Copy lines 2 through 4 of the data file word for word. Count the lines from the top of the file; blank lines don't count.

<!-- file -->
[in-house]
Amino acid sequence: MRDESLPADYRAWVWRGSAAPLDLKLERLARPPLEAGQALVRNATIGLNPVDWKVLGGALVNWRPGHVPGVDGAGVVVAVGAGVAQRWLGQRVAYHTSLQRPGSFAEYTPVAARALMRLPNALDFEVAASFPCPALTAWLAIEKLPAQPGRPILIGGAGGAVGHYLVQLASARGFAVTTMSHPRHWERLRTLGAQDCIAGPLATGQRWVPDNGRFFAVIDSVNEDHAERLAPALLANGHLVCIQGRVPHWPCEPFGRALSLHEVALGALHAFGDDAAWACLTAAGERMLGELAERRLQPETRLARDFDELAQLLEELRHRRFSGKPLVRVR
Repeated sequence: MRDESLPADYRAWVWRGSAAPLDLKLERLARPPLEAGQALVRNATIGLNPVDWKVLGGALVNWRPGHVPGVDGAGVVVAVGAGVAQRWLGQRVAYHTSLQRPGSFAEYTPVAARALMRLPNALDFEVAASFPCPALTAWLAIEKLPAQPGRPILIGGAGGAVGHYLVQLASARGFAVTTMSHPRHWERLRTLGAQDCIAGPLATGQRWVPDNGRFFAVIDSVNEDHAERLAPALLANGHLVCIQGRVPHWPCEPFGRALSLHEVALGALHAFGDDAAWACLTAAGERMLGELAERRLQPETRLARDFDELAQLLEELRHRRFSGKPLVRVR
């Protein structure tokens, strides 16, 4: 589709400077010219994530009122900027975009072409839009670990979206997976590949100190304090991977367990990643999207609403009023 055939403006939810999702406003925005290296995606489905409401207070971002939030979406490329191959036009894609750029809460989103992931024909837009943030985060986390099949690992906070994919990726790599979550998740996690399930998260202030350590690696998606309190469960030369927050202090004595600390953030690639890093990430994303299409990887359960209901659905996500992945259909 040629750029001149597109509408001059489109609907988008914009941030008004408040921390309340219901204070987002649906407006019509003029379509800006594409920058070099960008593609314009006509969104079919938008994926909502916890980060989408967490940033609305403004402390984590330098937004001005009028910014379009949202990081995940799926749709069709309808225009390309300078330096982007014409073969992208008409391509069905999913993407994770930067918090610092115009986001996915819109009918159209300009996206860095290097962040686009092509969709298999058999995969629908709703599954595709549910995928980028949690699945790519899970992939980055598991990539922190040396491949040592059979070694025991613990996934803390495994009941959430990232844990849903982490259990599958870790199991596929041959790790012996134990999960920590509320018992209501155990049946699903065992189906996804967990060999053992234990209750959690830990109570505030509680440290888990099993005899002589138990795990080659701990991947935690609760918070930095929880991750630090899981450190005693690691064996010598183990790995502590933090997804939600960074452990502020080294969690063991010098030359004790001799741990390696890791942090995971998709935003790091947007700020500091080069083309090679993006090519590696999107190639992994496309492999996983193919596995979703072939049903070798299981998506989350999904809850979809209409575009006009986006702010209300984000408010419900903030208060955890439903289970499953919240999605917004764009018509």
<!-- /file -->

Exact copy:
Amino acid sequence: MRDESLPADYRAWVWRGSAAPLDLKLERLARPPLEAGQALVRNATIGLNPVDWKVLGGALVNWRPGHVPGVDGAGVVVAVGAGVAQRWLGQRVAYHTSLQRPGSFAEYTPVAARALMRLPNALDFEVAASFPCPALTAWLAIEKLPAQPGRPILIGGAGGAVGHYLVQLASARGFAVTTMSHPRHWERLRTLGAQDCIAGPLATGQRWVPDNGRFFAVIDSVNEDHAERLAPALLANGHLVCIQGRVPHWPCEPFGRALSLHEVALGALHAFGDDAAWACLTAAGERMLGELAERRLQPETRLARDFDELAQLLEELRHRRFSGKPLVRVR
Repeated sequence: MRDESLPADYRAWVWRGSAAPLDLKLERLARPPLEAGQALVRNATIGLNPVDWKVLGGALVNWRPGHVPGVDGAGVVVAVGAGVAQRWLGQRVAYHTSLQRPGSFAEYTPVAARALMRLPNALDFEVAASFPCPALTAWLAIEKLPAQPGRPILIGGAGGAVGHYLVQLASARGFAVTTMSHPRHWERLRTLGAQDCIAGPLATGQRWVPDNGRFFAVIDSVNEDHAERLAPALLANGHLVCIQGRVPHWPCEPFGRALSLHEVALGALHAFGDDAAWACLTAAGERMLGELAERRLQPETRLARDFDELAQLLEELRHRRFSGKPLVRVR
């Protein structure tokens, strides 16, 4: 589709400077010219994530009122900027975009072409839009670990979206997976590949100190304090991977367990990643999207609403009023 055939403006939810999702406003925005290296995606489905409401207070971002939030979406490329191959036009894609750029809460989103992931024909837009943030985060986390099949690992906070994919990726790599979550998740996690399930998260202030350590690696998606309190469960030369927050202090004595600390953030690639890093990430994303299409990887359960209901659905996500992945259909 040629750029001149597109509408001059489109609907988008914009941030008004408040921390309340219901204070987002649906407006019509003029379509800006594409920058070099960008593609314009006509969104079919938008994926909502916890980060989408967490940033609305403004402390984590330098937004001005009028910014379009949202990081995940799926749709069709309808225009390309300078330096982007014409073969992208008409391509069905999913993407994770930067918090610092115009986001996915819109009918159209300009996206860095290097962040686009092509969709298999058999995969629908709703599954595709549910995928980028949690699945790519899970992939980055598991990539922190040396491949040592059979070694025991613990996934803390495994009941959430990232844990849903982490259990599958870790199991596929041959790790012996134990999960920590509320018992209501155990049946699903065992189906996804967990060999053992234990209750959690830990109570505030509680440290888990099993005899002589138990795990080659701990991947935690609760918070930095929880991750630090899981450190005693690691064996010598183990790995502590933090997804939600960074452990502020080294969690063991010098030359004790001799741990390696890791942090995971998709935003790091947007700020500091080069083309090679993006090519590696999107190639992994496309492999996983193919596995979703072939049903070798299981998506989350999904809850979809209409575009006009986006702010209300984000408010419900903030208060955890439903289970499953919240999605917004764009018509």